SOLD FOR: $13,090

#43 of 50 Ithaca Gun Co. IG-Number 1911A1 .45 ACP Semi Automatic Presentation Pistol

Make: Ithaca Gun Co.

Model: M1911A1 Presentation

Serial Number: I.G. 43

Year of Manufacture: 1945

Caliber: .45 ACP

Action Type: Semi Auto Pistol

Barrel Length: 5″

Sights / Optics: The front sight is a blade fixed to the front of the slide, the rear sight is a square notch dovetailed to the rear of the slide.

Stock Configuration & Condition: The grips are two-piece early Keyes Fibre checkered brown plastic with reinforcement ribs on the interior, but no reinforcement rings around the screws. The grips have minor handling wear with only a few light marks. The checkering is well defined. There are no chips or cracks. Overall, the grips are in Fine-plus condition.

Type of Finish: Blue

Finish Originality: We have not had the opportunity to inspect other examples from the IG-serial number series. The serial marking is cut through the finish, which would indicate Original. There is some irregularity in the polishing, see Our Assessment.

Bore Condition: The bore is bright and the rifling is sharp. There is no erosion in the bore. In this writer’s opinion, the bore rates 10 out of 10.

Overall Condition: This handgun retains about 96% of its metal finish. The finish is generally strong with some light operational wear and handling marks. There is some irregular polishing under the finish, most notable behind the trigger on the right and around the top of the left grip(see Our Assessment). The screw heads are sharp. The markings are clear. Overall, this pistol is in Fine condition.

Mechanics: The action functions properly. The slide has minor play to the frame. The trigger is crisp. We did not fire this gun. As with all used firearms, a thorough cleaning may be necessary to meet your maintenance standards.

Box, Paperwork & Accessories: This pistol comes in a custom display case with a single magazine marked “L” on the floorplate, and a letter from a previous owner. Dated 9/30/87, the letter reads: “In the 1940’s I was employed by United engineering in New York. United had a contract to do metal bluing and parkerizing for Ithaca Gun. Through my contacts at Ithaca, I was able to purchase a 1911A1 pistol s/n I.G.43 after the war. This pistol was known as a gunsmith’s model.”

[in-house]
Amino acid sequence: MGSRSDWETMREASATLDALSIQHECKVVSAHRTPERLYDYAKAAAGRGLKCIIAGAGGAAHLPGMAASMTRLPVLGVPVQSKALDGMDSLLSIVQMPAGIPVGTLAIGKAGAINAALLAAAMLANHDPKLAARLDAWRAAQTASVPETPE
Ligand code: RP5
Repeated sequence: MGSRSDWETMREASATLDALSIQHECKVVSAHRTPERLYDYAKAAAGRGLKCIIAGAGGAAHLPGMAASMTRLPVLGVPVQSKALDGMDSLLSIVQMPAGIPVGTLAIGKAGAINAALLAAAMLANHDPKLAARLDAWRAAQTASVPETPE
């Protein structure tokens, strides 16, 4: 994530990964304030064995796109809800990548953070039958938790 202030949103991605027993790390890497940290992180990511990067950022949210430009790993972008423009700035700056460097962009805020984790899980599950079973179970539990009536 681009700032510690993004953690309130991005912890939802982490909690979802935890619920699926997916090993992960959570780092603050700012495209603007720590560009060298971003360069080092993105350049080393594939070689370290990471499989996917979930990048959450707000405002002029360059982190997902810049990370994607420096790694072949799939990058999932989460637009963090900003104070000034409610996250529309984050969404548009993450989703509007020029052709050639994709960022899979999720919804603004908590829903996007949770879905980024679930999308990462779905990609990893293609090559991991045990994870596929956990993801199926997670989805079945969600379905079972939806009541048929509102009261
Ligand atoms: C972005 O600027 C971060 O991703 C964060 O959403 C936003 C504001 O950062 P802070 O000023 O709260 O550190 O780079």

Our Assessment: The 1911 and 1911-A1 pistols served the military of the United States from 1911 to 1985, through two World Wars and the Korean and Vietnam wars. They gained a reputation as a reliable handgun with plenty of stopping power, and are held in high regard by those who have used them. The design was the end-result of a series of developments by famous gun designer John Browning, starting with the Model 1900. The advances made by Browning were revolutionary at the time, and were so successful that they are considered commonplace today. Browning not only developed first a pivoting and then a tilting barrel to allow for a locked system, he developed the concept of “the slide”, which is now synonymous with semi-automatic handguns.During the inter-war years, the design was further refined with an arched mainspring housing, relief-cuts behind the shortened trigger and some minor changes to other small parts, resulting in the 1911A1. This new model would be the US sidearm during WWII, and saw production by a few different companies. As in the previous World War, Colt and American Arsenals were not able to produce everything that would be required for this war, and production would be contracted to a typewriter company, Remington Rand, a company which made switches and signals for railroads, Union Switch & Signal, and one firearms manufacturer, Ithaca Gun Co.At the end of the war, contracts for 1911A1 pistols were canceled, but most manufacturers still had parts on hand. Some were purchased back by the Government, Colt used many of their parts for commercial production, and Ithaca put together fifty pistols as presentation guns gifted to company officials and other special figures. The pistols were numbered from 1-50 with an “I.G.” prefix for Ithaca Gun. This pistol, number 43, was apparently purchased by an employee of United engineering who refers to it as a “gunsmith’s model”. This may explain the irregular polishing seen on the frame as well as the “P” proof mark on the slide, which would not be typical of a presentation gun. It is possible that this example was not deemed suitable for presentation and so was sold to a lesser-known individual who did have a hand in the wartime production process. In any case, it is a Rare piece and an interesting part of the story of Ithaca’s participation in the war effort. Please see our photos and good luck!